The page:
Cabbage Hill, bordered by farmland with St. Joseph's Catholic Church at center, around 1900. (Historic Presdervation Trust Photo)
Cabbage Hill is one of only a few areas of the City of Lancaster that retains a traditional name. The origin of this name relates to the largely German population of the area in the 1900s, whose cabbage patches were a common household amenity of the period. Cabbage Hill was largely open country as late as the 1840s. Some of the land had been owned by the Bethel family, rich Quakers who commenced selling a few lots in the 1700s. The core section of the area, now bounded by Strawberry, West Vine, Poplar and Laurel Streets, was first developed in the 1850s. Click here to see What's New and What's Here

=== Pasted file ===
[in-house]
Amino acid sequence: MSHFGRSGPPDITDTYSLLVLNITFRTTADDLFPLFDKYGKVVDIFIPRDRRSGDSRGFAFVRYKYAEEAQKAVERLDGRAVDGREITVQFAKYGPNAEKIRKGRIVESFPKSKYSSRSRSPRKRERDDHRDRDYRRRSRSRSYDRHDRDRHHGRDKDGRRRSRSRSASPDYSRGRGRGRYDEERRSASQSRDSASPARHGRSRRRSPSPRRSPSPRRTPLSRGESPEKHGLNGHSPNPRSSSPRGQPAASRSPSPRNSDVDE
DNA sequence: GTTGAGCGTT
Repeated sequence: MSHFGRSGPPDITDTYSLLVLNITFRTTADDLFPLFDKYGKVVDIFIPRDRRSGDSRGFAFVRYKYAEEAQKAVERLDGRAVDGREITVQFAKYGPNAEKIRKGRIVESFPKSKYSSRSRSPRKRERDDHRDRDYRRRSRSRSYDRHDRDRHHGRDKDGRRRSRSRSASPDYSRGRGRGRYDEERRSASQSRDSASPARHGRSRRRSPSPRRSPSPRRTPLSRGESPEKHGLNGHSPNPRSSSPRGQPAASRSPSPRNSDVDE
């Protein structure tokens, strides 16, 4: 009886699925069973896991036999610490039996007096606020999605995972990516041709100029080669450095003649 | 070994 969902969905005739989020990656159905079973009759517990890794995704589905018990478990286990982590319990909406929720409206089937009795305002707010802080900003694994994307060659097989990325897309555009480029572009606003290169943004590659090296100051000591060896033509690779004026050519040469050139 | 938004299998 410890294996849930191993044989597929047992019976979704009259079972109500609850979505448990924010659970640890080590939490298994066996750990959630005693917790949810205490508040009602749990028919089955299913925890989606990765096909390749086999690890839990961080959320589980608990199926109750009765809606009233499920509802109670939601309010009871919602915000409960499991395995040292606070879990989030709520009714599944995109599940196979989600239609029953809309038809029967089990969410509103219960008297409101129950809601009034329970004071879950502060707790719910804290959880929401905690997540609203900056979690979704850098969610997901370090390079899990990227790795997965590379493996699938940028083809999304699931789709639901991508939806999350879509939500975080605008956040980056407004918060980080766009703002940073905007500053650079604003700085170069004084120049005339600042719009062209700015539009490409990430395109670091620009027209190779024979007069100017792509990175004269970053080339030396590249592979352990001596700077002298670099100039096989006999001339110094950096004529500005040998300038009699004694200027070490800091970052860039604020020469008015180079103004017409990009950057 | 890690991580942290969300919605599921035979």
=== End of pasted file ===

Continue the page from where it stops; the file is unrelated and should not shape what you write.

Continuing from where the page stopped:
In 1864, the houses in this defined area were scattered with considerable open space. By 1886, about 60% of the building lots were occupied by residences; approximately one third of these houses were frame. The 1899 Atlas revealed a development of the area that was both extensive and intensive; even then, about 20% of the lots remained vacant. Homes were built on most of these remaining sites during the first three decades of the twentieth century.